The government-owned refineries, being run by the Nigerian National Petroleum Corporation, reported a total loss of N778.71bn from 2015 to 2019, an analysis of data collated from their financial statements has shown.
The refineries generated total revenue of N21.12bn in the five-year period as they operated at below their full capacities.
The refineries, which are located in Port Harcourt, Kaduna and Warri, have a combined installed capacity of 445,000 barrels per day.
Port Harcourt Refining Company generated a total revenue of N10.33bn from 2015 to 2019, but posted a loss of N229.14bn.
The refinery generated zero revenue in 2019; N1.46bn in 2018; N4.82bn in 2017; N3.37bn in 2016, and N683.52m in 2015.
It lost N50.53bn in 2019; N45.59bn in 2018; N53.77bn in 2017; N43.44bn in 2016, and N35.81bn in 2015.
Kaduna Refining and Petrochemical Company reported revenue of N4.17bn and a loss of N307.27bn in the five-year period.
The refinery generated revenue of N37.17m in 2019, compared to zero revenue reported in 2018. Its revenue had risen to N2.24bn in 2017 from N1.47bn in 2016 and N418.76m in 2015.
It posted a loss of N65.99bn in 2019, N63.64bn in 2018, N111.89bn in 2017, N30.19bn in 2016 and N35.56bn in 2015.
Warri Refining and Petrochemical Company posted a revenue of N6.62bn and a loss of N242.30bn in the period under review.
Its revenue dropped to N921.82m in 2019 from N1.99bn in 2018 and N1.25bn in 2019. It had risen from N884.39m in 2015 to N1.58bn in 2016.
The refinery recorded a loss of N51.66bn in 2019, compared to N52.18bn in 2018, N84.60bn in 2017, N24.50bn in 2016 and N29.36bn in 2015.
Kaduna refinery, in its 2019 annual report, said its losses had arisen principally from its inability to operate profitably under its current processing contract with its parent company, NNPC.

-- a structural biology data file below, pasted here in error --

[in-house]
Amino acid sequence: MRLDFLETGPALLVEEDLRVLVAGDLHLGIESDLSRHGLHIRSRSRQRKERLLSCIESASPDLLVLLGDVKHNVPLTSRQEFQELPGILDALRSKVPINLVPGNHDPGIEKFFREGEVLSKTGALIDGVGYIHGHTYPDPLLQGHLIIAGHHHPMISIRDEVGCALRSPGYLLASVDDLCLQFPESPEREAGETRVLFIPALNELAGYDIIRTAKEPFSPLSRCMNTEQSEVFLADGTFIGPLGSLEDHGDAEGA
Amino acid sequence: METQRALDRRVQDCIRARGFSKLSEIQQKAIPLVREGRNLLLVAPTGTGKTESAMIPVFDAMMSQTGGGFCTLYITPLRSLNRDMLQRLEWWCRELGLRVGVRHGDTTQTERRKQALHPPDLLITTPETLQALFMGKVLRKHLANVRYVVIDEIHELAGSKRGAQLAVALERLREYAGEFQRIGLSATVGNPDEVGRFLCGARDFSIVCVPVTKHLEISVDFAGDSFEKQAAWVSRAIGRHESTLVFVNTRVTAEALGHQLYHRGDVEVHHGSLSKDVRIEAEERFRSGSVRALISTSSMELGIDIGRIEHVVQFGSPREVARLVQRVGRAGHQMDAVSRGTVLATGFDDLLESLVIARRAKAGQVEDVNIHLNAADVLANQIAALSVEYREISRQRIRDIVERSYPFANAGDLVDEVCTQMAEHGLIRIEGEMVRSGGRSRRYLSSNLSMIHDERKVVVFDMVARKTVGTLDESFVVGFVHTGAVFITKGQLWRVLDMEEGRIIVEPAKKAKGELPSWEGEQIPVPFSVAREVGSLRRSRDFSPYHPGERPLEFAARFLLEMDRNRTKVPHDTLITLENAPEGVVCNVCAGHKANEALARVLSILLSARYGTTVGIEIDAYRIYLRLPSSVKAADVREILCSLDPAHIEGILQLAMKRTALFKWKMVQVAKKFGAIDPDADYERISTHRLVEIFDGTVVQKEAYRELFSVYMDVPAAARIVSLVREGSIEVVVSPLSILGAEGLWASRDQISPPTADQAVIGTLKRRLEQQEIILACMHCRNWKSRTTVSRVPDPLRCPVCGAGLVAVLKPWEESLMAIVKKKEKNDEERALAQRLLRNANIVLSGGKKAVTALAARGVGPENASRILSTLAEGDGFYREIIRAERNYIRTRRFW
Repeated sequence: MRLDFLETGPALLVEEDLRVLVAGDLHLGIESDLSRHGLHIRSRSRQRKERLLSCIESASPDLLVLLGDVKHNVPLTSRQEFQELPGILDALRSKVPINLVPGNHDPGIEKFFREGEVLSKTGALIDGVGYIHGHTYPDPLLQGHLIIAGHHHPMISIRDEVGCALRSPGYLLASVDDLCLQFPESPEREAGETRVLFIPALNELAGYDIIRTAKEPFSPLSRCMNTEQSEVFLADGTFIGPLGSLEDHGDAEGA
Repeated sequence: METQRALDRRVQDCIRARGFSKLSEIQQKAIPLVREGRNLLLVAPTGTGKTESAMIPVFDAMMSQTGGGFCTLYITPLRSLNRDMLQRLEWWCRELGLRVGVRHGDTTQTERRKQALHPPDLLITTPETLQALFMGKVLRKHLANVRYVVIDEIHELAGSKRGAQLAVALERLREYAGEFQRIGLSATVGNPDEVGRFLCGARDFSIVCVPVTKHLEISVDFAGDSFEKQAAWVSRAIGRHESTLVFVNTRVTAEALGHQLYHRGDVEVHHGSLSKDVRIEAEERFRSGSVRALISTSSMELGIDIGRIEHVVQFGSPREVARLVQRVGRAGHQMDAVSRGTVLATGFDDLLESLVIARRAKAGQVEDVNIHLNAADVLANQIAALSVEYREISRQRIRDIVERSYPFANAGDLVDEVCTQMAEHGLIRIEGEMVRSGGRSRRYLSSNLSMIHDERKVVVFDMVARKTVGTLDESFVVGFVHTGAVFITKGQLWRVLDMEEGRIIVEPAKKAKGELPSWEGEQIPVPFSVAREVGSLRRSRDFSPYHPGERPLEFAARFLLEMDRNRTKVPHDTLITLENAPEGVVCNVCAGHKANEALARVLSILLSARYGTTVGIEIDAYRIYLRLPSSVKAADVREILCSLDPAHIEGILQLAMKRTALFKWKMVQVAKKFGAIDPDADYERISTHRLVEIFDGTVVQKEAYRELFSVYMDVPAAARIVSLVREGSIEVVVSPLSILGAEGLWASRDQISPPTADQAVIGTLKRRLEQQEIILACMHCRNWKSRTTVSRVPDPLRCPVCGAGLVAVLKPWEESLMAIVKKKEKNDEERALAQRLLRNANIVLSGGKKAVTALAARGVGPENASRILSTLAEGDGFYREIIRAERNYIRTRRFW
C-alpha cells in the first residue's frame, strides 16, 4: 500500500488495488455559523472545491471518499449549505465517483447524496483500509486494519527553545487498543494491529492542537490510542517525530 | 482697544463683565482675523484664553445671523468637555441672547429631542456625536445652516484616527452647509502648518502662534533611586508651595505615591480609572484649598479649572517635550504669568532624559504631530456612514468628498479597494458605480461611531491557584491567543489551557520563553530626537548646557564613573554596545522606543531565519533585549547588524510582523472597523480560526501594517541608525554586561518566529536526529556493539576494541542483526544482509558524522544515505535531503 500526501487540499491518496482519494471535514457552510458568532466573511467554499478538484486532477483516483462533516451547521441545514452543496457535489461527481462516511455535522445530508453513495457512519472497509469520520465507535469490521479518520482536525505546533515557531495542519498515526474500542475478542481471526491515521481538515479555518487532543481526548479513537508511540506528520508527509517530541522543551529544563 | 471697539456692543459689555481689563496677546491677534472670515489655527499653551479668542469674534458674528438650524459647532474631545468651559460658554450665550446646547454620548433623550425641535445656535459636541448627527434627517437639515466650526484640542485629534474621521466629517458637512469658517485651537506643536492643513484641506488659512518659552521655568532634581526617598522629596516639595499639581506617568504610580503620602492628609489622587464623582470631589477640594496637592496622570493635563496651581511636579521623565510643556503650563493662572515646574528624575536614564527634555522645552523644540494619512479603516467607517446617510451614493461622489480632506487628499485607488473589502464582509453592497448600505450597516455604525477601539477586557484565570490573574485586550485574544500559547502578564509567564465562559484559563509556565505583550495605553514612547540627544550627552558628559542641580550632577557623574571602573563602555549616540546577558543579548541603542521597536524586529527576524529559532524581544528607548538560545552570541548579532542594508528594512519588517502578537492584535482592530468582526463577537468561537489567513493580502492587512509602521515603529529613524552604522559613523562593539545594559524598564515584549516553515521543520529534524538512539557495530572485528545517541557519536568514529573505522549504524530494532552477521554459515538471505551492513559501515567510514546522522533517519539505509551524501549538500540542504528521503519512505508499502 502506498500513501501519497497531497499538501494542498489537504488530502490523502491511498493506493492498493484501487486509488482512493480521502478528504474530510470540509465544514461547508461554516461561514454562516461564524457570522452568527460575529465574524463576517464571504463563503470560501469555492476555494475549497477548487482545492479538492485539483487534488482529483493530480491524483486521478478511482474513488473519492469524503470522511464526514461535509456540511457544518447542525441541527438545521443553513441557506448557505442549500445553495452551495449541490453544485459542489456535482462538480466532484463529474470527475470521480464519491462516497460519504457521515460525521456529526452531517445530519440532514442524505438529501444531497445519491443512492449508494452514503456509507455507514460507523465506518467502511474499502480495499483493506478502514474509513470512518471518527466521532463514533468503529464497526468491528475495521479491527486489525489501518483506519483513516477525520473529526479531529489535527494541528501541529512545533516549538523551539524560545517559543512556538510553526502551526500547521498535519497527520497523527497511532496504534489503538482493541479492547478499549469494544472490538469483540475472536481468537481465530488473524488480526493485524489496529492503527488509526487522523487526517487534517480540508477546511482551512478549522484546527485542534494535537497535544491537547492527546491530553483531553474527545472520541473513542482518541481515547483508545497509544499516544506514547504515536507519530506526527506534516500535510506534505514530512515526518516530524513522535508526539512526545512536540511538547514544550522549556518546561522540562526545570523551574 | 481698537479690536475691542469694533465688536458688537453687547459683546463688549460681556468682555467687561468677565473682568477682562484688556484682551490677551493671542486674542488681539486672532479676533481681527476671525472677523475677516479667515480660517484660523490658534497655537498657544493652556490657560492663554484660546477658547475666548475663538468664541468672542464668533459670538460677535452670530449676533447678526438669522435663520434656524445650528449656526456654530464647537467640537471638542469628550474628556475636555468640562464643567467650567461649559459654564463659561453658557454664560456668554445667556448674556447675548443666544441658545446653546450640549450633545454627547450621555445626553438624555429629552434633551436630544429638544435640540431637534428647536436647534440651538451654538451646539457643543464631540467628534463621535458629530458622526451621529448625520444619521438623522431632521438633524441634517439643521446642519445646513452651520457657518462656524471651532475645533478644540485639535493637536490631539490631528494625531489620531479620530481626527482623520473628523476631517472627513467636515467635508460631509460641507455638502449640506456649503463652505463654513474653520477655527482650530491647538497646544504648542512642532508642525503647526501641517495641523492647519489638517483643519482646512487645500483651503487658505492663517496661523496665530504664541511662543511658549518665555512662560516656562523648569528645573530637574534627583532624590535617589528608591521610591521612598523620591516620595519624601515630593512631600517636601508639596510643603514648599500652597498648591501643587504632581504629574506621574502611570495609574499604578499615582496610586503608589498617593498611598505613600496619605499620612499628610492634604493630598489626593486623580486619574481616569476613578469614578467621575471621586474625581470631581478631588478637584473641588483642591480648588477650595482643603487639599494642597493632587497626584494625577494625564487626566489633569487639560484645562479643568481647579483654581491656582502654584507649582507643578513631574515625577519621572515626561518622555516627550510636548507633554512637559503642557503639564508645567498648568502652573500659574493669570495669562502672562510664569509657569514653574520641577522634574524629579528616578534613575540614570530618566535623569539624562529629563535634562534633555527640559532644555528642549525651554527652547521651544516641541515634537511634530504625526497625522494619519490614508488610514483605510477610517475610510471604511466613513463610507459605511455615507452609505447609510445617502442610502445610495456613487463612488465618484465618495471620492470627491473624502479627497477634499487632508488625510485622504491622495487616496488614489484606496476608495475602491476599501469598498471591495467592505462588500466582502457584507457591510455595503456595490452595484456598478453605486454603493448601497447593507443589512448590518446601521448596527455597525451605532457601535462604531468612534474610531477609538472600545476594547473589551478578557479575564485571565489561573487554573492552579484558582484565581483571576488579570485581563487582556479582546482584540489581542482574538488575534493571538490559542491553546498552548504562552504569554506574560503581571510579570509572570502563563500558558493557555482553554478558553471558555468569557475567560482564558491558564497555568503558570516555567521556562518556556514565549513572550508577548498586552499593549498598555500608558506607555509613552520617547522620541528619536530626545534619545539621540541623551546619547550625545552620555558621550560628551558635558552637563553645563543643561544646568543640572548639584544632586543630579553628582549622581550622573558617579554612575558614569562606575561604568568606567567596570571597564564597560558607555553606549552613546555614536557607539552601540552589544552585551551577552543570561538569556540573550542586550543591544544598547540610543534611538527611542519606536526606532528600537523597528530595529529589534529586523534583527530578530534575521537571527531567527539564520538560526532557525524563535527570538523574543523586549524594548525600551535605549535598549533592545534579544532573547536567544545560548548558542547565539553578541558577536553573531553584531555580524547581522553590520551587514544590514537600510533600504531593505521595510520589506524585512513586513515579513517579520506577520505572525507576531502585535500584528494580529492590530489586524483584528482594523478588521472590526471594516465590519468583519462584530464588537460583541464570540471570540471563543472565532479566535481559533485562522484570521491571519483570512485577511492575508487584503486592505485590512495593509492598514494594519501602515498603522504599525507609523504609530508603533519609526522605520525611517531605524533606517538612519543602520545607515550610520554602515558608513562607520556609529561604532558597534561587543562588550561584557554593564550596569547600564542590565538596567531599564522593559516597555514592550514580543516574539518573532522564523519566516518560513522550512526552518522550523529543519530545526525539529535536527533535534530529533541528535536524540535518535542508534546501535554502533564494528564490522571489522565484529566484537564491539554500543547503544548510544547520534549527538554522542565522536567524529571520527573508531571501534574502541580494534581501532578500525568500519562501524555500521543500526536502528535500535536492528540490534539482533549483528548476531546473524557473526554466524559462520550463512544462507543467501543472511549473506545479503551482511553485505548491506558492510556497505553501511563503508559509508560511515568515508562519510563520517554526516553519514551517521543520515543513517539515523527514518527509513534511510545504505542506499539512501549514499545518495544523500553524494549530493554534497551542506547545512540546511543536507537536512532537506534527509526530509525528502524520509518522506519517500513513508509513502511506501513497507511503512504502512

The report said, “KRPC’s primary source of revenue is from the processing of crude oil for NNPC. The processing fees are determined solely by NNPC, without consideration for related costs and are significantly lower than the costs incurred to produce.
“The high cost is also due to the current structure of the organisation whereby the company bears the total cost of personnel expenses.”
It said the NNPC had undertaken not to reduce its shareholding in the company and to continue to support it by funding its operations ‘until such time the company is in a position to adequately finance its operations’.
NNPC’s latest monthly report showed that Port Harcourt refinery stopped processing crude oil in April 2019, while Warri and Kaduna refineries have been idle since May and June 2019 respectively.
The corporation said the declining operational performance of the refineries ‘is attributable to ongoing revamping of the refineries, which is expected to further enhance capacity utilization once completed’.
The Federal Executive Council approved on Wednesday the plan by the Ministry of Petroleum Resources to rehabilitate the Port Harcourt Refinery with $1.5bn.